When I received my Get I did not come home, rip off my wig and state that never again would I cover my hair. It took me a couple of weeks of deep thought and contemplation to come to the decision that I felt it was no longer appropriate for me to wear a head covering.  I covered my hair during my marriage because that was what my spouse had requested, not because it was the right thing to do. I was no longer married, so why did my hair need to be covered? So people should know that I had been married? Oh please, the kids that are constantly underfoot are proof enough of that.   I have always been respectful of my surroundings, and always cover my hair in shul and at religious functions, and at times, I cover my hair so as not to make my kids feel as if they stick out like a sore thumb. In fact, even though I say I do not cover my hair, it is covered a lot of the time – car pool, Shabbat, barmitzvahs, weddings, etc. But there are times – grocery shopping, doctor appointments and the like, where I feel the wind on my scalp and feel free.


There are some modern Rabbis who have ruled that a divorced woman is allowed to uncover her hair if she believes it will help her chances for another shidduch, and some that say she can uncover her hair but only after she moves to a different town. Some say not at all, that she may as well walk around naked. I guess it all depends on who you ask IF you ask. I needed to do what was right for me and my emotional state at that point in time. Maybe one could even argue, that uncovering my hair was showing my grief for the end of my marriage. After all there is no shiva when a marriage has died / failed.


I have been judged by a few and told that I was ruining my children’s reputation by not covering my hair, and what kind of example am I setting for them etc. I don’t do things for other people to see and applaud. If I am going to do a mitzvah I will do it because I want to, because I desire that spiritual connection with G-d. I don’t give a fig about what everyone else thinks. I think society these days is so concerned with what others will think that we lose sight of the real picture. Religion and spirituality is first and foremost about the relationship between a person and their deity – and that is a private and personal relationship. I wonder if G-d really cares what colour my skirt is, or if I am wearing panty hose. Doesn’t He see through all the outer trappings into the soul within? If I am comfortable in the summer in my barelegged-ness and therefore more able to serve G-d b’Simcha (with joy) – isn’t that more important than sweating like a pig and grumbling about doing a mitzvah in the heat of the day.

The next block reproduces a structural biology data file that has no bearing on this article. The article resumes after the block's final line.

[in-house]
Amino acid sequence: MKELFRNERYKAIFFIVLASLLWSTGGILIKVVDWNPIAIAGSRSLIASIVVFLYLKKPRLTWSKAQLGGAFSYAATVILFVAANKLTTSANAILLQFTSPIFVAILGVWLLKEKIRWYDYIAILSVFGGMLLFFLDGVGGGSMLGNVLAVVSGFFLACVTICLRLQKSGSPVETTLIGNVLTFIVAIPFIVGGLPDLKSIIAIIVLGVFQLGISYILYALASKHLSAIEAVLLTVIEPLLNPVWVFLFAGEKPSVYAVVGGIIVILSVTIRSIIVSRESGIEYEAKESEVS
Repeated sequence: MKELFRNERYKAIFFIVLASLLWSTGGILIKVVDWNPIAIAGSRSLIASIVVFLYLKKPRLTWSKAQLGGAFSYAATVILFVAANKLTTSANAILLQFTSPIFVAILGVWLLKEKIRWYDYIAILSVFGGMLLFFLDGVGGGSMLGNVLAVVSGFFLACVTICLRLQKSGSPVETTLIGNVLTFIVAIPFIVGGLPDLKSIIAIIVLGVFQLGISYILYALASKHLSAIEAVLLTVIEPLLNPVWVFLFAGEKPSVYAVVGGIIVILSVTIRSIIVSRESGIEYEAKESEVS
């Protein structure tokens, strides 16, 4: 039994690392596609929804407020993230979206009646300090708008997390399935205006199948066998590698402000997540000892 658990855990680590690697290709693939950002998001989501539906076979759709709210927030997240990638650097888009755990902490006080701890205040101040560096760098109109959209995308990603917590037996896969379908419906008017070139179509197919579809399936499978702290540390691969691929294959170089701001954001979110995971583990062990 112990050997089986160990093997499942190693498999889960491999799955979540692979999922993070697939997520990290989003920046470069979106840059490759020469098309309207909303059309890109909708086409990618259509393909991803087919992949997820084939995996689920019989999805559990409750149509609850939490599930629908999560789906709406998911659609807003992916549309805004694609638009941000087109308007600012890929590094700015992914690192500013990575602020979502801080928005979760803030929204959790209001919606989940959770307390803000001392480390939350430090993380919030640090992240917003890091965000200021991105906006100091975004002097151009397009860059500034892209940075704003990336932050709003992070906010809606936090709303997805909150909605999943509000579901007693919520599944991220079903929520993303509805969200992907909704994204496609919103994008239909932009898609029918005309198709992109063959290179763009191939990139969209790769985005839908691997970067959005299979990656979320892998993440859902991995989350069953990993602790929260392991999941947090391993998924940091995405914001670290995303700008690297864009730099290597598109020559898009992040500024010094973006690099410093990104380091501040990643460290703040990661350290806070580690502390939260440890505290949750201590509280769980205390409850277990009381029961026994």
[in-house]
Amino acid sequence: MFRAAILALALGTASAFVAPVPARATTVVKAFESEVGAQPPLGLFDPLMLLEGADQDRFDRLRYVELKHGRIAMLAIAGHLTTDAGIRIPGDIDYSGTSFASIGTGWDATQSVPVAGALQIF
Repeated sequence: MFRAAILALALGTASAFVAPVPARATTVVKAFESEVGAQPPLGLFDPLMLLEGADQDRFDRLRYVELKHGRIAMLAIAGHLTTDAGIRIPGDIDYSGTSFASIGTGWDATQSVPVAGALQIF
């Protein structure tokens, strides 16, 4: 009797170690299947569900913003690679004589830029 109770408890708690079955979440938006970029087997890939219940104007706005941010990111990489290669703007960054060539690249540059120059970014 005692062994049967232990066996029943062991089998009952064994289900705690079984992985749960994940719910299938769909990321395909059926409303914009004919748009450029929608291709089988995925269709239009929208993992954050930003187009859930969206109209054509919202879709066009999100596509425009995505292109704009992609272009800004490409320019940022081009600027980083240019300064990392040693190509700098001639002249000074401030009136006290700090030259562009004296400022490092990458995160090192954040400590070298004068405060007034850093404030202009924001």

Is what I wear on my head more important than what is in my heart? I know there are reasons why we do all these things, some due to custom, some to law, but is it really fair to call someone religious based on the way they dress? Is behaviour not more important? Religious to me means someone who does their best every single day to serve Hashem and keep His laws. There are many “frum” people sitting in jails all over this continent. I don’t think of these people as religious, to me religious means honest. It has nothing to do with dress codes. Being religious means adhering to a code of decent upstanding behaviour.


I have been asked many times since the big “reveal” if I will cover my hair when/if I remarry. Initially I said no no no, no way no how, not for all the tea in China. I do not want to be shackled again doing something for the wrong reasons. BUT I have more knowledge now, and if I choose to cover my hair, I will be doing it because I feel it is the right thing to do, because it is something that I want to do, and is not being foisted on me by my potential spouse and the society in which I live. I am not afraid to be different. Those who know me know that I do not care what people think of me.


I have grown in my spirituality in the last couple of years, I really feel as if I have renewed my connection with Hashem, on my own terms, as a woman, as a mother, as a person. Any decision I make now brings with it the benefit of hindsight, and of understanding my own personal journey. It is for no one but G-d to judge me and my motivations. He sees what is in my heart. It is Him I strive to serve with the best of my abilities. If in the fullness of time I decide to cover my hair, it will be because I believe it to be the right thing for me as a Jewish woman.


I am very interested in your views on this topic – please don’t hesitate to share them with me here.